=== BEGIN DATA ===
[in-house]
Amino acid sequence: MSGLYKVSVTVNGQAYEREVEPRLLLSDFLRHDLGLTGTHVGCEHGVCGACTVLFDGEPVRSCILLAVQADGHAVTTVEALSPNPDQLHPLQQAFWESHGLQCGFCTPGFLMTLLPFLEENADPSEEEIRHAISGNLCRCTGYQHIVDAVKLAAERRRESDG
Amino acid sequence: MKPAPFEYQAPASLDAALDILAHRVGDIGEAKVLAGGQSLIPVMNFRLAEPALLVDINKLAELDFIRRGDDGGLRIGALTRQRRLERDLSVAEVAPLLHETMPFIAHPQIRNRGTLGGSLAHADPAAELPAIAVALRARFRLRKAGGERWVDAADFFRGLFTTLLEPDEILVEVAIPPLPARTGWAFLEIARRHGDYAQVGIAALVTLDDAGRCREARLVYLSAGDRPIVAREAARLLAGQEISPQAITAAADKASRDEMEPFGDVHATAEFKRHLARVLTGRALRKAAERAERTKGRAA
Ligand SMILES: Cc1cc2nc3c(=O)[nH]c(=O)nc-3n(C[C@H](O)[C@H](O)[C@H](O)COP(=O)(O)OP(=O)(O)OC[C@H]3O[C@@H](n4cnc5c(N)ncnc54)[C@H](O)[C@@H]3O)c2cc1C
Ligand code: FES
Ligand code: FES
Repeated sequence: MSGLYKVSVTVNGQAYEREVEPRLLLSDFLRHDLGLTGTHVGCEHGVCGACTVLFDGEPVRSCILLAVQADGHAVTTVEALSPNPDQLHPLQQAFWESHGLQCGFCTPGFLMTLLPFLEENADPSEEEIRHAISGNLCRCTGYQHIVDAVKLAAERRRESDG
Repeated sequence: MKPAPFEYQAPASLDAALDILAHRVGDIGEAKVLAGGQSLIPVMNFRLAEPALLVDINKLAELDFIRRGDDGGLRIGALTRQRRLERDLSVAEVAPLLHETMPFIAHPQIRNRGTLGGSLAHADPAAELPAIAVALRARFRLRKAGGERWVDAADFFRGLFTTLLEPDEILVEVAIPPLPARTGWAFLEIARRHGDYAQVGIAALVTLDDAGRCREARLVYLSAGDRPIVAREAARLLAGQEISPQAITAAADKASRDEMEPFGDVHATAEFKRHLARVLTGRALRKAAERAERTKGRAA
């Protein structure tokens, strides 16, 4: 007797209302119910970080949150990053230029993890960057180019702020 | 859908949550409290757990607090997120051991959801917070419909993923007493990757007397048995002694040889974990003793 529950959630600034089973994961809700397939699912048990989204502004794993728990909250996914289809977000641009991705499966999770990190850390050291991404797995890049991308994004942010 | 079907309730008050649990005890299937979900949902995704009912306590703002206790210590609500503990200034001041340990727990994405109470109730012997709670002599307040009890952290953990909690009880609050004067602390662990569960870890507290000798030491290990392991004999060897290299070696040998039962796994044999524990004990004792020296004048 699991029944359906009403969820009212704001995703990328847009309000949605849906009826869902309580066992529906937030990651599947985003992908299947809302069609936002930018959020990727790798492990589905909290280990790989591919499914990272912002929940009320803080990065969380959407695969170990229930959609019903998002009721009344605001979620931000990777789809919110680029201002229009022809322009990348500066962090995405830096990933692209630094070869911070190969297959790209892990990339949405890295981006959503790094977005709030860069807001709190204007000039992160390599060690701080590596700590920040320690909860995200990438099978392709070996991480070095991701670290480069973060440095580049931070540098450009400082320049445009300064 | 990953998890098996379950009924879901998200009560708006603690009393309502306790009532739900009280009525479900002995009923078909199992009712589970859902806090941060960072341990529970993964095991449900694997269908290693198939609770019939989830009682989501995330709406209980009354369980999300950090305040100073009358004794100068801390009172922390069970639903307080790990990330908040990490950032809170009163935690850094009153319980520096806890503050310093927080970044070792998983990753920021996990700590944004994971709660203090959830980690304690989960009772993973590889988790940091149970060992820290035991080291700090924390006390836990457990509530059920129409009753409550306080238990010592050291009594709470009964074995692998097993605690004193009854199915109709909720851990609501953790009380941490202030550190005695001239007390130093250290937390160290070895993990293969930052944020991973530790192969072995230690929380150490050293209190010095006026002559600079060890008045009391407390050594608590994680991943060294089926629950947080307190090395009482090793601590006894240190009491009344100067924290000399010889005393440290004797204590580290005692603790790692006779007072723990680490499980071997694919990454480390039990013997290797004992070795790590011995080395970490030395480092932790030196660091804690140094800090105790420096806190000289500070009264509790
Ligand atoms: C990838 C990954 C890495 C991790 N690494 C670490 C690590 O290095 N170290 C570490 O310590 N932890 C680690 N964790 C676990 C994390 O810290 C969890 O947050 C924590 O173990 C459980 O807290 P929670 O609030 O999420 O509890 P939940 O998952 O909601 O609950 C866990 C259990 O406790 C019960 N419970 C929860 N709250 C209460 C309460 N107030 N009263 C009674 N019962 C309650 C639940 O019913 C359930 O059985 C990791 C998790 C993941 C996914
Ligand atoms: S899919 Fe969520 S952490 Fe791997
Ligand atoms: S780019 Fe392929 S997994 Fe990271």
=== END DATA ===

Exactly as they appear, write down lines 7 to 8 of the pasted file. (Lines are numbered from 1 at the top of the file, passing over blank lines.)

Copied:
Repeated sequence: MSGLYKVSVTVNGQAYEREVEPRLLLSDFLRHDLGLTGTHVGCEHGVCGACTVLFDGEPVRSCILLAVQADGHAVTTVEALSPNPDQLHPLQQAFWESHGLQCGFCTPGFLMTLLPFLEENADPSEEEIRHAISGNLCRCTGYQHIVDAVKLAAERRRESDG
Repeated sequence: MKPAPFEYQAPASLDAALDILAHRVGDIGEAKVLAGGQSLIPVMNFRLAEPALLVDINKLAELDFIRRGDDGGLRIGALTRQRRLERDLSVAEVAPLLHETMPFIAHPQIRNRGTLGGSLAHADPAAELPAIAVALRARFRLRKAGGERWVDAADFFRGLFTTLLEPDEILVEVAIPPLPARTGWAFLEIARRHGDYAQVGIAALVTLDDAGRCREARLVYLSAGDRPIVAREAARLLAGQEISPQAITAAADKASRDEMEPFGDVHATAEFKRHLARVLTGRALRKAAERAERTKGRAA